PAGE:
By Joanna Newman

US soya bean prices have plummeted in reaction to this weeks annual production report and quarterly stocks report.

Together they paint a grim picture of overproduction and burdensome inventories.

The USA produced its largest soya bean crop on record last year harvesting 2.76 billion bushels, up from the 1997 record output of 2.69 billion bushels.

Consumption could not keep pace and stocks of soya beans climbed 9% year-on-year to 2.19 billion bushels as at 1 December, 1998.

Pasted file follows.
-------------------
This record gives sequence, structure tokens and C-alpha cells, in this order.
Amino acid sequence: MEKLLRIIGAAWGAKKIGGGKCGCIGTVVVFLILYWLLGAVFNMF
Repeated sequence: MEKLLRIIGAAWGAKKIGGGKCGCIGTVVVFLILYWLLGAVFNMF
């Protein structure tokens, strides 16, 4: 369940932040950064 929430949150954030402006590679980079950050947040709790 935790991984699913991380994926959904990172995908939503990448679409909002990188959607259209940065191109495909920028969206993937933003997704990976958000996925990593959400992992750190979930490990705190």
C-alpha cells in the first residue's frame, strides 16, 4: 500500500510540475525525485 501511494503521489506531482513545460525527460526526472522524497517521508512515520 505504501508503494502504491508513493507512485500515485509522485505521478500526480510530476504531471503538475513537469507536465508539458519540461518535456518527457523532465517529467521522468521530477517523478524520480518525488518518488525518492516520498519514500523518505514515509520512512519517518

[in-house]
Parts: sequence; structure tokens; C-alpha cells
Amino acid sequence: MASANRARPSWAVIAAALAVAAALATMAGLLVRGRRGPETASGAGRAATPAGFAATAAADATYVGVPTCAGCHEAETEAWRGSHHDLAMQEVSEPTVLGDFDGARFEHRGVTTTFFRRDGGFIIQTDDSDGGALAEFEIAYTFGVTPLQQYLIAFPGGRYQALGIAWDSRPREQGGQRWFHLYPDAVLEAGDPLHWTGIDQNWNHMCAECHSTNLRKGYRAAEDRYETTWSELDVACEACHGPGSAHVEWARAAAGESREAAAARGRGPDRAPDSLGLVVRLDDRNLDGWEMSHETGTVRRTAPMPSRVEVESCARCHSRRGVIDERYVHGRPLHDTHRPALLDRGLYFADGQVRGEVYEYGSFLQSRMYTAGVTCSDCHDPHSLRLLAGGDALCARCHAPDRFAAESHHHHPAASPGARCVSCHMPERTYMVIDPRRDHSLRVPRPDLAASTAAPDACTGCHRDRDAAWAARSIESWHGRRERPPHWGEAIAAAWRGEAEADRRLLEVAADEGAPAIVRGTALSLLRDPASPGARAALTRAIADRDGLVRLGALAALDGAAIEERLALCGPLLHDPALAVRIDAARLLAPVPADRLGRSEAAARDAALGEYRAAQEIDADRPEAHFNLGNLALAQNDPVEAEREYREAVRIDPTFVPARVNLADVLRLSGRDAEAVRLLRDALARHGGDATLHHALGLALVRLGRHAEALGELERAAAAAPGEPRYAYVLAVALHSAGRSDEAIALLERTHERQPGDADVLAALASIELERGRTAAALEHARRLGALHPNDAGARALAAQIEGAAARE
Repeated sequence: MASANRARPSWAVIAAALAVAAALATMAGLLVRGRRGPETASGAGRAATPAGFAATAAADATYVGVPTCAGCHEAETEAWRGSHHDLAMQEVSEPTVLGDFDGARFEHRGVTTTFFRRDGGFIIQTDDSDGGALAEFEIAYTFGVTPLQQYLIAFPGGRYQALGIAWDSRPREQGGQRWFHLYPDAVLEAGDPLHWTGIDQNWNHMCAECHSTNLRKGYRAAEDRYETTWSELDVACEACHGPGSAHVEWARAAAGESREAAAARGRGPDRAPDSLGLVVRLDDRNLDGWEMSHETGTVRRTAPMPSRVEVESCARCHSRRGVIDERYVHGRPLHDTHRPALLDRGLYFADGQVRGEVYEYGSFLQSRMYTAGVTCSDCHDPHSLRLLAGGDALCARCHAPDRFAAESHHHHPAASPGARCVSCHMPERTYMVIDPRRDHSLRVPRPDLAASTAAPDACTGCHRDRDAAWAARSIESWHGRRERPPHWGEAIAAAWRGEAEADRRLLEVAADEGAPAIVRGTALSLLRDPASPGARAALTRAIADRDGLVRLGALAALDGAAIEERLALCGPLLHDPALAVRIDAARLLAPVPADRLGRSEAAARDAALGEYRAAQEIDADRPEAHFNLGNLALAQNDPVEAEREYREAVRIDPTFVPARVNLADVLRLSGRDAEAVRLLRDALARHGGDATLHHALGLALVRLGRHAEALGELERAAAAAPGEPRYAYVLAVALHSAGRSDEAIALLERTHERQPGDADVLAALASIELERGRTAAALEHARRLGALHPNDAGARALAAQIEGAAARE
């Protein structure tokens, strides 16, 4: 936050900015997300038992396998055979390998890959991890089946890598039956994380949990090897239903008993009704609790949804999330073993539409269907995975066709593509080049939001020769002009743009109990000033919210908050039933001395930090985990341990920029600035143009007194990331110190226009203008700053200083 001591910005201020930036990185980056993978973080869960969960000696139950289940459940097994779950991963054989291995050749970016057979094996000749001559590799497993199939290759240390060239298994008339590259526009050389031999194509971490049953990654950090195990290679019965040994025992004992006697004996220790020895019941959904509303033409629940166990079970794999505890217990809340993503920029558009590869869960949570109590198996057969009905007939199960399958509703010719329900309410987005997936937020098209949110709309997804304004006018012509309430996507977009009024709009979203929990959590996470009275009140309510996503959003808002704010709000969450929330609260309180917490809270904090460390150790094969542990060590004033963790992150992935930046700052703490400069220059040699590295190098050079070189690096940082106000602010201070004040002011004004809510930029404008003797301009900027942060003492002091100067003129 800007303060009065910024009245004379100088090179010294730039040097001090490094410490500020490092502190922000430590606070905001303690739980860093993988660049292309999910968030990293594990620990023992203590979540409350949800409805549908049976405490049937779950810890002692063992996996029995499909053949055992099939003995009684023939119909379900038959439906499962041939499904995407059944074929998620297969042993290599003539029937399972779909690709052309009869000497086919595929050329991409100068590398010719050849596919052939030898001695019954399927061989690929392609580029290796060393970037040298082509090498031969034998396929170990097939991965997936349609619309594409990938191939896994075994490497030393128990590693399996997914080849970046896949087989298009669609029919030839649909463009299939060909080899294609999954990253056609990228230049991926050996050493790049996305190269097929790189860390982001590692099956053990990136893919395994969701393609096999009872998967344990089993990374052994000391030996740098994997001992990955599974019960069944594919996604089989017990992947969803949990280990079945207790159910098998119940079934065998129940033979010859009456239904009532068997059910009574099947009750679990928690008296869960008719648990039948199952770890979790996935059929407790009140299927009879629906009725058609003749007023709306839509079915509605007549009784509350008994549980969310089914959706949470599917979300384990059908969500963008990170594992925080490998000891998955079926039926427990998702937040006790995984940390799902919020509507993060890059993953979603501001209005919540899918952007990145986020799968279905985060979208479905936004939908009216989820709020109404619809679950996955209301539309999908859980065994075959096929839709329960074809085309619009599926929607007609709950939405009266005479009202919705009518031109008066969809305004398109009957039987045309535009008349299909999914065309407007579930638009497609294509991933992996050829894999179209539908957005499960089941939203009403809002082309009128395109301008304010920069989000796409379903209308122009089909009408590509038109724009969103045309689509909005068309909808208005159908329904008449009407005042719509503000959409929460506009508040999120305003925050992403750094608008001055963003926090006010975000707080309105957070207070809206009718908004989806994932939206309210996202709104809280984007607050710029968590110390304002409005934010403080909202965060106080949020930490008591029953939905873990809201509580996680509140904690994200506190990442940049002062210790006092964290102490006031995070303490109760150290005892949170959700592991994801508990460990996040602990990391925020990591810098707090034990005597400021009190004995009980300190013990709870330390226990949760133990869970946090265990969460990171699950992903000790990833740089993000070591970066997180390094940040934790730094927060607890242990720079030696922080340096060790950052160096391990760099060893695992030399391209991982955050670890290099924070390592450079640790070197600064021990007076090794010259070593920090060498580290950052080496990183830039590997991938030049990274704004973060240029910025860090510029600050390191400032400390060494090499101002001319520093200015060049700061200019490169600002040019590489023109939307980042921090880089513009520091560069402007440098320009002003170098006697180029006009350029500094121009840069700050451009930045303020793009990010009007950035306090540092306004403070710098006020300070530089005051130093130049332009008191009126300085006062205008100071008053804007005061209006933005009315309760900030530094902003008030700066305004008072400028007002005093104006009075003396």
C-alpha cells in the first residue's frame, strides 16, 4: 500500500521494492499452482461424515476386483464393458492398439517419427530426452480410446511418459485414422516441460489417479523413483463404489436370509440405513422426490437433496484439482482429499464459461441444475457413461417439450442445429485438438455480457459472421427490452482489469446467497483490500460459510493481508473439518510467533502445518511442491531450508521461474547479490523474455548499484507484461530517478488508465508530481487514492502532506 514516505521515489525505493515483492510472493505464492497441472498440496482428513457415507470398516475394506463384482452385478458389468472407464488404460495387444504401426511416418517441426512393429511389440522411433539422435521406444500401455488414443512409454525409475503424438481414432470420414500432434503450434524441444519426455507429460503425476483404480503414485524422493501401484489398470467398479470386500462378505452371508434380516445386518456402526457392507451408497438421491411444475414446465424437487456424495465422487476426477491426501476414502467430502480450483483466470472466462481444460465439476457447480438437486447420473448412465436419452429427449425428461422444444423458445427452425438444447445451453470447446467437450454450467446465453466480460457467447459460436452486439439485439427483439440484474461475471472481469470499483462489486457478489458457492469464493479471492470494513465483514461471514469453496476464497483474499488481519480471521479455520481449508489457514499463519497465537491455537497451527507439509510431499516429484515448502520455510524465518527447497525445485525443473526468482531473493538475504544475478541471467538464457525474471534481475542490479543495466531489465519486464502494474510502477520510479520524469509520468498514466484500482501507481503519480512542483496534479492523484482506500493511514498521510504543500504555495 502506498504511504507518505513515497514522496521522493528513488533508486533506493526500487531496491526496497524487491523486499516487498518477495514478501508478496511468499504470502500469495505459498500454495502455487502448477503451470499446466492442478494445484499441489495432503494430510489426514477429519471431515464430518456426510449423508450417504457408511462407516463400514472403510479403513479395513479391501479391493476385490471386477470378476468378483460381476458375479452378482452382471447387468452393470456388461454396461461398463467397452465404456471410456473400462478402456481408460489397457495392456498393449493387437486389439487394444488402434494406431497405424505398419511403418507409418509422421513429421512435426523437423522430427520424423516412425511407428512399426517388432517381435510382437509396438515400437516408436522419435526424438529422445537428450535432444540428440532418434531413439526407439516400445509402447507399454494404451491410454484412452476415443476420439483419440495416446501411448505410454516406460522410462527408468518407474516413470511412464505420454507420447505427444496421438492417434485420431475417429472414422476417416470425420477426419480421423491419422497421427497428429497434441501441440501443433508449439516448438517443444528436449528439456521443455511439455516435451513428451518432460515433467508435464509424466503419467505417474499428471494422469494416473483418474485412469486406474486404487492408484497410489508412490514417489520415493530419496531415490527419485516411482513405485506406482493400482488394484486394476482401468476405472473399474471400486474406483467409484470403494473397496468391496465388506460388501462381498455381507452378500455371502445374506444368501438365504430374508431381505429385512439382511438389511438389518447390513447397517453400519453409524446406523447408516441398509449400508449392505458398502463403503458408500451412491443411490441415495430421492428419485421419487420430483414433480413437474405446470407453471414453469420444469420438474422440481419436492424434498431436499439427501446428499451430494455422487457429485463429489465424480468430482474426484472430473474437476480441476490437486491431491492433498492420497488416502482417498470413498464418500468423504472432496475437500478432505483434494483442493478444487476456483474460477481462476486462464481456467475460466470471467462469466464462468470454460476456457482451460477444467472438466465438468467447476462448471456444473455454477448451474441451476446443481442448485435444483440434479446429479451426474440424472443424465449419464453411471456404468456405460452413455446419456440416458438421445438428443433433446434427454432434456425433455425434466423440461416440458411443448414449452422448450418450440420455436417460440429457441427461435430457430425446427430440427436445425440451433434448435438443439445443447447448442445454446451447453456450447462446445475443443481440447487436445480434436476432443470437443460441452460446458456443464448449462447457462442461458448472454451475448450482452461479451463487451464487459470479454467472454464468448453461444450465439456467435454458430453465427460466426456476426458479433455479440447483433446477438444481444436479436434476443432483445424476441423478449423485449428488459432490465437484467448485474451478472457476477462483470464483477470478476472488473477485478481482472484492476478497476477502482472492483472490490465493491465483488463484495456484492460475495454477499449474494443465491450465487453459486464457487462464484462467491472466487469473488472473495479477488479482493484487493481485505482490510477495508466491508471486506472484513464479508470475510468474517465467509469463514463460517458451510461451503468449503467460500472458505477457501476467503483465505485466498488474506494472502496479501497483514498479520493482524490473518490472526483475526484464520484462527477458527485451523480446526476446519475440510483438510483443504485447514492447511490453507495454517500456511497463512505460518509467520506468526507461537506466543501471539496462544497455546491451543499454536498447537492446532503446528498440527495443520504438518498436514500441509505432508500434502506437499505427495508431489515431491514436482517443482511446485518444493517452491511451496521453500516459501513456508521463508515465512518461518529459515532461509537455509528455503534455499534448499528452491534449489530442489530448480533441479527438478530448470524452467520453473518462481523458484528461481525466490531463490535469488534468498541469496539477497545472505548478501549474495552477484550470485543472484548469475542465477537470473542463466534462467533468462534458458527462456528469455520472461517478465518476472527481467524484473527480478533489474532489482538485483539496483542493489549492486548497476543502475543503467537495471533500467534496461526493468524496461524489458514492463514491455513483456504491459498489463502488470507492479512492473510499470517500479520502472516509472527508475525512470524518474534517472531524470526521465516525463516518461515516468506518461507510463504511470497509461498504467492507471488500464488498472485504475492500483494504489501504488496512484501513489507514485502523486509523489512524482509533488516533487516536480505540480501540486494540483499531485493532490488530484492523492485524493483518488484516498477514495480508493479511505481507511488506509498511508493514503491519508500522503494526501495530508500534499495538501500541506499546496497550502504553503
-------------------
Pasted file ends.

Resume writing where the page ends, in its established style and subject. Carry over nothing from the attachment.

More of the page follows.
The Chicago March soya bean futures contract has fallen to its lowest level since early September at 533.75¢/bushel, down 4% from last week.

This has been a week of bad news for American farmers. On top of the disappointing USDA statistics, US producers now have to contend with a devalued Brazilian Real.

This will improve the export competitiveness of Brazils fast-ripening soya bean crop.

Unless Brazilian farmers suffer a drought in February they will add heavily to the global supply of soya beans, which will continue to depress world prices.

Recent weather conditions in the southern hemisphere have been favourable for soya beans.

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